Bif Notes No. 9 Cream? Sugar? Ableism?

This was already in my topic list for today, but with Starbucks’ recent announcement about removing straws from their establishments, it seemed especially important to address the newest progress the #STRAWBAN movement has made lately. For those of you who aren’t familiar, several government agencies and eating establishments have recently stated their intent to ban the use of plastic disposable straws in an effort to reduce plastic waste that is harmful to the environment and a danger to several species. While environmental consciousness is important and well worth striving for, the decision to remove plastic disposable straws completely is being viewed by many as a rash and blatantly ableist choice.

There are so many people in the disability community who rely on disposable straws. They depend on being able to access disposable straws to maintain their independence. For many, their ability to drink is severely impeded without the use of straws, for some it becomes completely impossible. Taking away disposable straws will severely inhibit and endanger a large part of the disability community.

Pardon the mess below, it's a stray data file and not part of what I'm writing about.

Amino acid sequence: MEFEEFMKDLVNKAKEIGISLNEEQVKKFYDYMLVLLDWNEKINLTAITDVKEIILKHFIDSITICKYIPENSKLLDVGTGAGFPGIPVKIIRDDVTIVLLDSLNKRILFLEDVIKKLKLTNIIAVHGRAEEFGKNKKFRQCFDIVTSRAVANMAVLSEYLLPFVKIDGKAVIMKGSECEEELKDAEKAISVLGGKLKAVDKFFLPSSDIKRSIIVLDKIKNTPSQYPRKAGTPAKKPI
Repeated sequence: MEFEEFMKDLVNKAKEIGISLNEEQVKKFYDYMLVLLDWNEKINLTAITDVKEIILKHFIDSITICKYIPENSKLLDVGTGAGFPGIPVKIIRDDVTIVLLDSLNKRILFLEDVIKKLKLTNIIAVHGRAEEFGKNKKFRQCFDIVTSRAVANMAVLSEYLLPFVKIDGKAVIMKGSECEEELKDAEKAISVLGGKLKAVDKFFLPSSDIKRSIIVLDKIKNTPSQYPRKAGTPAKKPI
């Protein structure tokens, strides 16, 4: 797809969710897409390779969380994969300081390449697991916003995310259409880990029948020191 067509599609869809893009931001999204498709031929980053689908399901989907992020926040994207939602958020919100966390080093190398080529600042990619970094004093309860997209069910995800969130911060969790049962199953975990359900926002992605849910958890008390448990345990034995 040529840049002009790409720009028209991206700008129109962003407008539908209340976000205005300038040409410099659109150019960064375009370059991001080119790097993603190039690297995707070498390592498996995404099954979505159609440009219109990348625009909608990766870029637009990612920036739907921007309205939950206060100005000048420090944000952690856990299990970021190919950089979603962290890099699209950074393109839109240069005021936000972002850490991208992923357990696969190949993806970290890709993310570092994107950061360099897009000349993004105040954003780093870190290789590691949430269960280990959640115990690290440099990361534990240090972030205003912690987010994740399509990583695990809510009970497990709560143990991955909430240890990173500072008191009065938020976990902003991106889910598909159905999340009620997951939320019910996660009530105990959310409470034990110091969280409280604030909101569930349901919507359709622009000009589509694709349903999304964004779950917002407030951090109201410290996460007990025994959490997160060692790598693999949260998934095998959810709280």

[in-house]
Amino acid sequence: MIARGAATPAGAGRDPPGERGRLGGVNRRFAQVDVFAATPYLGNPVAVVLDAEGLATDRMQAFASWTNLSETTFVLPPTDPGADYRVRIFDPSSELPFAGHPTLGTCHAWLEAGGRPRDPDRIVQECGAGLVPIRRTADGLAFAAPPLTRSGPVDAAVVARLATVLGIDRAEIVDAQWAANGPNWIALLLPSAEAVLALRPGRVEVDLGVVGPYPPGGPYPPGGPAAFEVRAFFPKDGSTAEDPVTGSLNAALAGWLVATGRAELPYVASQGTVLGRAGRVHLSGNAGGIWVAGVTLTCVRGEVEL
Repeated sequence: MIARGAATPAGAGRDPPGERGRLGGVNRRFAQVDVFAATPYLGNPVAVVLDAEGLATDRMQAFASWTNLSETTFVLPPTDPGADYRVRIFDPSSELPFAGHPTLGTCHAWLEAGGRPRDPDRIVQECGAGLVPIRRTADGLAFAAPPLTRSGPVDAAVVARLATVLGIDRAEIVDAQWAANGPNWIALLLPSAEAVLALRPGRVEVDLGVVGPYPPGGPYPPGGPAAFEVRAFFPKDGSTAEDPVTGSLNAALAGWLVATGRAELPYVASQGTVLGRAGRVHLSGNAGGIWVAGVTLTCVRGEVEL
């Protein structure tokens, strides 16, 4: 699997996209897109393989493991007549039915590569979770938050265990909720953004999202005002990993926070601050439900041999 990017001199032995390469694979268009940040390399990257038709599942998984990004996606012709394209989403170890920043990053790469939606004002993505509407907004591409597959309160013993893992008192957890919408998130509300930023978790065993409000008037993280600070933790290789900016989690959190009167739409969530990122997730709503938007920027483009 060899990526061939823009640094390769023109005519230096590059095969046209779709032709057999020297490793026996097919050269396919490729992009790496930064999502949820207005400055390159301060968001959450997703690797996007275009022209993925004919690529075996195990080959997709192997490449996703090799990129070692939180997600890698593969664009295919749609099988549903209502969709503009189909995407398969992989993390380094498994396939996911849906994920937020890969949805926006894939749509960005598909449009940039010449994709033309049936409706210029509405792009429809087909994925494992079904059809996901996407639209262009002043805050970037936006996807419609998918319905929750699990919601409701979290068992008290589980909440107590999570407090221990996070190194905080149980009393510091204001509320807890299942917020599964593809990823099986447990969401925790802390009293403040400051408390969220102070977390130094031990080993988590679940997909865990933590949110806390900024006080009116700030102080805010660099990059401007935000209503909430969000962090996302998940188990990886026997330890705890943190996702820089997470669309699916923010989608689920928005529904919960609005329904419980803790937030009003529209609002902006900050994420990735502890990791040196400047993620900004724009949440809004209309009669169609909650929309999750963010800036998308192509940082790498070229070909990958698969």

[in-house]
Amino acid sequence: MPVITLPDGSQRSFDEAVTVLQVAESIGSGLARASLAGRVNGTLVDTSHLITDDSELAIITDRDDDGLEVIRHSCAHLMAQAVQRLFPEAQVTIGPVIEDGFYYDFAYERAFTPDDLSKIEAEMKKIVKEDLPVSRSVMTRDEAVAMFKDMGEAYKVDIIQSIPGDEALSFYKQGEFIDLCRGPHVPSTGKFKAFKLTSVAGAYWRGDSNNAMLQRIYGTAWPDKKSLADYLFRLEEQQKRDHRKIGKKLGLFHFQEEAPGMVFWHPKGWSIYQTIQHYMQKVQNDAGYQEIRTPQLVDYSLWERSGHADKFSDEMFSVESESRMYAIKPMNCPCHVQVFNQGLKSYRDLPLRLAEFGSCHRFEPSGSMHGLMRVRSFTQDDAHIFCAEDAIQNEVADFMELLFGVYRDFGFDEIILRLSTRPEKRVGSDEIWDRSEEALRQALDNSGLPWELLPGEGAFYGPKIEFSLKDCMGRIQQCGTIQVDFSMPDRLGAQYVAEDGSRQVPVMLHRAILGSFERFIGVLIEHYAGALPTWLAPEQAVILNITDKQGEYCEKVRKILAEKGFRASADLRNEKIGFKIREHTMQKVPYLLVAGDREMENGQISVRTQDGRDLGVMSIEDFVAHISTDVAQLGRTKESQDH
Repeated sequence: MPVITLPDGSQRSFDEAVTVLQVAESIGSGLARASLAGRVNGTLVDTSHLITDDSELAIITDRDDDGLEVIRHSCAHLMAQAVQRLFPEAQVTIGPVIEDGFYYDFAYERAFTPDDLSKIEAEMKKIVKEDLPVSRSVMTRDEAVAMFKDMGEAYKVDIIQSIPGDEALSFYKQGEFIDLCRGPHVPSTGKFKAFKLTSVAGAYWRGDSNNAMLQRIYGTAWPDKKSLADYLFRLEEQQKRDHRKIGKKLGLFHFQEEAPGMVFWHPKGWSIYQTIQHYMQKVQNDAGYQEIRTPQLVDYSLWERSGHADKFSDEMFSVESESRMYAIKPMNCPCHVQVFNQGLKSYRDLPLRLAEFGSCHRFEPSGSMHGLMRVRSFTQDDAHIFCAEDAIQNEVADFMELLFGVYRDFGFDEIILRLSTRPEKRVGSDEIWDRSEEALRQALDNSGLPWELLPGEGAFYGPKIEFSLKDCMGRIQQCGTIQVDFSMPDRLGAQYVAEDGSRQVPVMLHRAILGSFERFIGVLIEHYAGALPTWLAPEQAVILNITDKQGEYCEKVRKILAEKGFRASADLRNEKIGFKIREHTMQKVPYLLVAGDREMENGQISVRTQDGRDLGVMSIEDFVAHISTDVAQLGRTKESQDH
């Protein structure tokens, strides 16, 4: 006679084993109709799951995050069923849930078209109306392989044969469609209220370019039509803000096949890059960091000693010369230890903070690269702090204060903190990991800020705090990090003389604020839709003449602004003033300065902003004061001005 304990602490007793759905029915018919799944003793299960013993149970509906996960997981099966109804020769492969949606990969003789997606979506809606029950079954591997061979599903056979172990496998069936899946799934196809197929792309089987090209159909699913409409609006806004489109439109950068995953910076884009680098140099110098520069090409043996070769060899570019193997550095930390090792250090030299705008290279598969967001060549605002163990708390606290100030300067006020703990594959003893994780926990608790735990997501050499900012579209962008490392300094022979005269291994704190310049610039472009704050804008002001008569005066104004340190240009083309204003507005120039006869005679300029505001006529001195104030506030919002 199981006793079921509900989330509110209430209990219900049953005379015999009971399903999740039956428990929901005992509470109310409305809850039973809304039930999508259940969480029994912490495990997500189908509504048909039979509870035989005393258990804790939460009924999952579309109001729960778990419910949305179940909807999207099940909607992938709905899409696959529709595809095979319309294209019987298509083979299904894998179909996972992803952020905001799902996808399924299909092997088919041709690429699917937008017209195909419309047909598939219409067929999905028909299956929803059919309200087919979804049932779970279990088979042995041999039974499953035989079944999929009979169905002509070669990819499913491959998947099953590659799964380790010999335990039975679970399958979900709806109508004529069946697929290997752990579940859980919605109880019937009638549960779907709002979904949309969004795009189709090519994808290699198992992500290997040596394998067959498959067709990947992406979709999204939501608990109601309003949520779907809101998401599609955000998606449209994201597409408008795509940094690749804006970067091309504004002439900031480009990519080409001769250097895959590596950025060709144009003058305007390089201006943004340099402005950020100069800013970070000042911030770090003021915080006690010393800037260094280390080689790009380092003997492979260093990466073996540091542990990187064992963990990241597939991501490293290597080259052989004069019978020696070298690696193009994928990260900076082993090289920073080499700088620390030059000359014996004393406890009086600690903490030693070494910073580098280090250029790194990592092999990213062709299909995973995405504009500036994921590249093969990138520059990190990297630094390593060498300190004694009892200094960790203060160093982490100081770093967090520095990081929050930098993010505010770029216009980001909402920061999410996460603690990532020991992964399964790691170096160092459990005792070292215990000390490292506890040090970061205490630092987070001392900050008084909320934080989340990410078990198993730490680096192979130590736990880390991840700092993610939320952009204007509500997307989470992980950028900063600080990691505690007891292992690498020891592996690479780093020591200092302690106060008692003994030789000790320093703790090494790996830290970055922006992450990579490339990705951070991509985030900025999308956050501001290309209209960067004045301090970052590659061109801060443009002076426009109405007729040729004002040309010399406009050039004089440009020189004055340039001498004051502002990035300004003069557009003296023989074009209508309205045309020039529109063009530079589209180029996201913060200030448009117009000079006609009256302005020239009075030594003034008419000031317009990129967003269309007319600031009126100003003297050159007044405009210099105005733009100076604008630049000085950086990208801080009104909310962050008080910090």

At this point in the argument many people bring up alternatives to disposable straws. But the simple truth is that if the alternatives were feasible options for everyone, that’s what people would use. The fact remains however that many of the most pushed for alternatives still pose barriers for people with disabilities. Metal straws are unsafe when used with hot liquids. Paper is often too flimsy. Other options pose threats to people with certain allergies. Then there is the very real factor of reusable straws being breeding grounds for bacteria. This is a very real danger to people who do not have the mobility or dexterity to make sure that their reusable straws get cleaned regularly. Also the cost of reusable straws, though not a problem for most, is often not an expense disabled people have the ability to spare.

Moving away from the flaws in alternatives to disposable straws momentarily, it is worth mentioning that the waste created by disposable straws is miniscule in comparison to other l products that disabled people don’t depend on to exist. It seems like it would be wiser to look at waste caused by things such as plastic bags, or even balloons, before a decision is made that will negatively impact the lives of millions. I’m sure there’s a way to save the turtles without endangering the disabled population, we should probably start there.

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